As the High Holidays approach, Rabbi Ruth H. Sohn explains the importance in Jewish tradition of holding up the mirror of truth to others and to ourselves. She also offers 10 pointers on mastering the art of tokhehah (rebuke) in advance of the High Holidays.
In the game “Truth-or-Dare,” I choose “truth” nearly every time. I’m not much of a dare-taker. Thus, if you and I were playing “Special Edition Truth-or-Dare: High Holy Days,” I would confess that the prayer Avinu Malkeinu provides me with both my second-favorite liturgical moment and my second-greatest pet peeve of the year’s liturgy. (Note: Even though I may have to repent for it, I will leave you in suspense about my favorite liturgical moment and my greatest liturgical pet peeve. Also, “Special Edition Truth-or-Dare: High Holy Days” is fictional, although I hereby declare copyright in the event Mattel or Hasbro comes knocking at my door.)
Tekiah! Teruah! Shevarim! Tekiah Gedolah!
In the traditional liturgy, the special character of each holiday is particularly conveyed by the piyyutim (hymns, liturgical poems) that are recited or chanted on that day. Most of these piyyutim have been omitted in Reform liturgies since the nineteenth century, out of a sense that their Hebrew diction is too arcane and their theology too medieval. Yet, some of these poems have routinely been retained in Reform High Holy Day prayer books, particularly for Yom Kippur.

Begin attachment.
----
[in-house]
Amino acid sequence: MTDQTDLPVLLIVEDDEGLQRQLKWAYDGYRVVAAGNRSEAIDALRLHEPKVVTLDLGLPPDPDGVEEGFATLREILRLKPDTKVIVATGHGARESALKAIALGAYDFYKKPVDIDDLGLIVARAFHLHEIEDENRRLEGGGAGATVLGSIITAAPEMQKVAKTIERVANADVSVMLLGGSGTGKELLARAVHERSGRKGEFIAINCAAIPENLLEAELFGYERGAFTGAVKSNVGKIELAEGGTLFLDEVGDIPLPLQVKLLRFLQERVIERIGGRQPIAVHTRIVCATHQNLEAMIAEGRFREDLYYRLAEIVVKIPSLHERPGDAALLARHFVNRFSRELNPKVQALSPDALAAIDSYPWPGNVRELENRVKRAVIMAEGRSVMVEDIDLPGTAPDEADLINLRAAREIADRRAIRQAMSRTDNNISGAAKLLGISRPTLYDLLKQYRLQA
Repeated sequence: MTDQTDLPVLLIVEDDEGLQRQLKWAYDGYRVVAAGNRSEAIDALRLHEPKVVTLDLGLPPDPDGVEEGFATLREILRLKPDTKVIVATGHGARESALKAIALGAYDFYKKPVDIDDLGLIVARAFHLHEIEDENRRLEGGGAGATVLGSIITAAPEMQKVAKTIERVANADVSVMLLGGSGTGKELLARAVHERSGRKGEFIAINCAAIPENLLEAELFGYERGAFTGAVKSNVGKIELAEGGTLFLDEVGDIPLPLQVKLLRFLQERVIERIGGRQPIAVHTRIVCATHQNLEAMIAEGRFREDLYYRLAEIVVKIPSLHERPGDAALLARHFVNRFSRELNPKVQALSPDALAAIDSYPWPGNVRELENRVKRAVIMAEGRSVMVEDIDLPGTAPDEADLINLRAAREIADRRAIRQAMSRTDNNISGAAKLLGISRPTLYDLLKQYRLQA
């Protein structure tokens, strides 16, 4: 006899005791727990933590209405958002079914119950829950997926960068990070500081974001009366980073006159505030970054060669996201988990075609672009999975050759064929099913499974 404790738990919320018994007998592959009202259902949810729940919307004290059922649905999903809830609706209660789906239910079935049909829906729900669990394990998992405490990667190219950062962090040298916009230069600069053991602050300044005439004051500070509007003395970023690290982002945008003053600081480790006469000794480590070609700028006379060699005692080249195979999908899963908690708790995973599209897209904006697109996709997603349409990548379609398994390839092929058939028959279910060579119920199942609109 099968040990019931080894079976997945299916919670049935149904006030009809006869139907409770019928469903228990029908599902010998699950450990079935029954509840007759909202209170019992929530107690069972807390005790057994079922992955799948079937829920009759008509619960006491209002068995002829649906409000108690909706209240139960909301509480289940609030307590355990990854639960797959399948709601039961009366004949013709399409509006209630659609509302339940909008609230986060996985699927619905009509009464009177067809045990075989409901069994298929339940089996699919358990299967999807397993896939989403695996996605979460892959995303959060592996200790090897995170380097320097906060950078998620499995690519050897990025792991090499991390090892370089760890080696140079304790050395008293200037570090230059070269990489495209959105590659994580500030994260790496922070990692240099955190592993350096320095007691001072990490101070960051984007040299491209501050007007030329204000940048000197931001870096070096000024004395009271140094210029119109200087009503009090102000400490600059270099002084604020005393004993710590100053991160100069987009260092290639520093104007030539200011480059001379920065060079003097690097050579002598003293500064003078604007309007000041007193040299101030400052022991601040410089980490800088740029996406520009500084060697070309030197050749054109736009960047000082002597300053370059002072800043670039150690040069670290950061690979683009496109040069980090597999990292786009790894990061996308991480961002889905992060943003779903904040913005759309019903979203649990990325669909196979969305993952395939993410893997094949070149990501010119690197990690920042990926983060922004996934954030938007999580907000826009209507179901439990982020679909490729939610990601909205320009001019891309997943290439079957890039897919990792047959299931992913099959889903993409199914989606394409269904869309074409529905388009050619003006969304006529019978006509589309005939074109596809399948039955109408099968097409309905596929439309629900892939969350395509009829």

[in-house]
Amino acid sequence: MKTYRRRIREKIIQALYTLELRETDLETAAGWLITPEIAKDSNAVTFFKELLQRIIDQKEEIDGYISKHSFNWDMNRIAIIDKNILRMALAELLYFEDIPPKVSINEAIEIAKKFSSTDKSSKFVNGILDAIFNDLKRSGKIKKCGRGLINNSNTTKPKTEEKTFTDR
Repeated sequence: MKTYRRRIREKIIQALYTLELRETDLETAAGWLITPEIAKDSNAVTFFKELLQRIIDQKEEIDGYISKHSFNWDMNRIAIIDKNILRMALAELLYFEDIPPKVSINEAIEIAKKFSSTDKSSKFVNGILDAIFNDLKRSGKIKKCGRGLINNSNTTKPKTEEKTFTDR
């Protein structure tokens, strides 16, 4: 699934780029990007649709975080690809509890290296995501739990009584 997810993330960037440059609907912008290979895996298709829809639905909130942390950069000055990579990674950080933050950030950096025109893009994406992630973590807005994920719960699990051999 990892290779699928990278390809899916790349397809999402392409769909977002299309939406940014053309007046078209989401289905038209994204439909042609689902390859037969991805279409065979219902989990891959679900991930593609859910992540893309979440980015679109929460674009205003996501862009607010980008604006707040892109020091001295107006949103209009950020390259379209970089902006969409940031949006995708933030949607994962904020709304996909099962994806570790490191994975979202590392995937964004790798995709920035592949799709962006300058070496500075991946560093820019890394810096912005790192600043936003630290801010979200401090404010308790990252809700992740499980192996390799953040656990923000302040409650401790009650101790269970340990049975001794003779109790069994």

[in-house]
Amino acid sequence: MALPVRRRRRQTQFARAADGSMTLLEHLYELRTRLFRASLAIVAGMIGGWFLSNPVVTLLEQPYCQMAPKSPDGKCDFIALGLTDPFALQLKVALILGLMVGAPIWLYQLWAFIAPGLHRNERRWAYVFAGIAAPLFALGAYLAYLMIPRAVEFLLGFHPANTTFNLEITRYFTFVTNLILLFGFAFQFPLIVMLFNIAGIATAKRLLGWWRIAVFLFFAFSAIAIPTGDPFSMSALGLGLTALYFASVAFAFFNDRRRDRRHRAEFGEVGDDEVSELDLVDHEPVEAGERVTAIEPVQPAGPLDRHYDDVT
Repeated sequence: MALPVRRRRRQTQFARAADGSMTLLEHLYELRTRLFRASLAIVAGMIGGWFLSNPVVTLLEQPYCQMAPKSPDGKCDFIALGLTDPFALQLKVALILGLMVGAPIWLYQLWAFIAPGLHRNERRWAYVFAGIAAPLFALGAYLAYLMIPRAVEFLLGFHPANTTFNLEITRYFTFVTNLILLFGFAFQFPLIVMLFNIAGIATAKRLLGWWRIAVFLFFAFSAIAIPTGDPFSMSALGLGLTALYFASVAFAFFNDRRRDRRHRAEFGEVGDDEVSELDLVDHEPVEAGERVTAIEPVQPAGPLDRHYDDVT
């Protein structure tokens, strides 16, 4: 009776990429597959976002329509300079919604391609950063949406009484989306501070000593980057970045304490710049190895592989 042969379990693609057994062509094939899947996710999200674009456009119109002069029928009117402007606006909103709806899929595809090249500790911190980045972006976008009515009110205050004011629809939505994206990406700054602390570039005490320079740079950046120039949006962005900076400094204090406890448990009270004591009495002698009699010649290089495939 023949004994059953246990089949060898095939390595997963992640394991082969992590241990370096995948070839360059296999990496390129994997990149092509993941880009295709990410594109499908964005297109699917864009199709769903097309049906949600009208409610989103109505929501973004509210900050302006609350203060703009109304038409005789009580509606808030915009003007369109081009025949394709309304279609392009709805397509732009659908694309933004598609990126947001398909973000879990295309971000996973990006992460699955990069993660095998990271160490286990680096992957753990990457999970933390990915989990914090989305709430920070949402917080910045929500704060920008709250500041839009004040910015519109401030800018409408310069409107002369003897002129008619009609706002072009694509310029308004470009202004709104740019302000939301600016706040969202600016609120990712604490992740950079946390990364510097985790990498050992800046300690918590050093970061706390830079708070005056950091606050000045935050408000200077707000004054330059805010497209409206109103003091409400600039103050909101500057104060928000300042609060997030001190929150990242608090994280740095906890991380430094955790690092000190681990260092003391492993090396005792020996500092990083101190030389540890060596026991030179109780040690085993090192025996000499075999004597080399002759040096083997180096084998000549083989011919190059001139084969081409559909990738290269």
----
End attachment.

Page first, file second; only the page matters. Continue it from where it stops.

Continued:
In advance of the new year, people often ask rabbis, “Are you ready for the High Holidays?” I, for one, never know exactly how to answer. Is readiness measured in sermons written? In liturgy practiced and perfected? Or perhaps in High Holiday tickets ordered and received? What exactly does it mean to be “ready” for these days?
We saw a swastika in the sand. “Daddy, are you OK?” my daughter asked, knowing how my family history as a child of a Holocaust survivor affects me.
Ah, autumn! The crisp air. The pumpkin-spice everything. The relief of no more sweat dripping down my entire body. The ever-stylish knee-high boot and leather jacket combination. The High Holidays. The dilemma of the High Holidays. As a single twentysomething living in a big city, I’ve become that stereotypical Jewish millennial who has yet to join a synagogue.
Fans of “Seinfeld” may recall an exchange between Jerry and Elaine in which they discuss the appropriate timeline for delivering new year greetings. “I once got Happy New Year'd in March … it’s pathetic,” griped Jerry.
The Jewish calendar has a natural marker for when it’s appropriate to start wishing friends and loved ones a happy New Year. The Jewish month that precedes the Jewish New Year is called Elul, and the first day of Elul, Rosh Chodesh Elul, is the official beginning of the High Holiday season.
Ushering in the High Holiday season, Selichot – which falls this year on Saturday night, September 24th – is the warm-up stretch that precedes the spiritual workout we give our souls during the Days of Awe.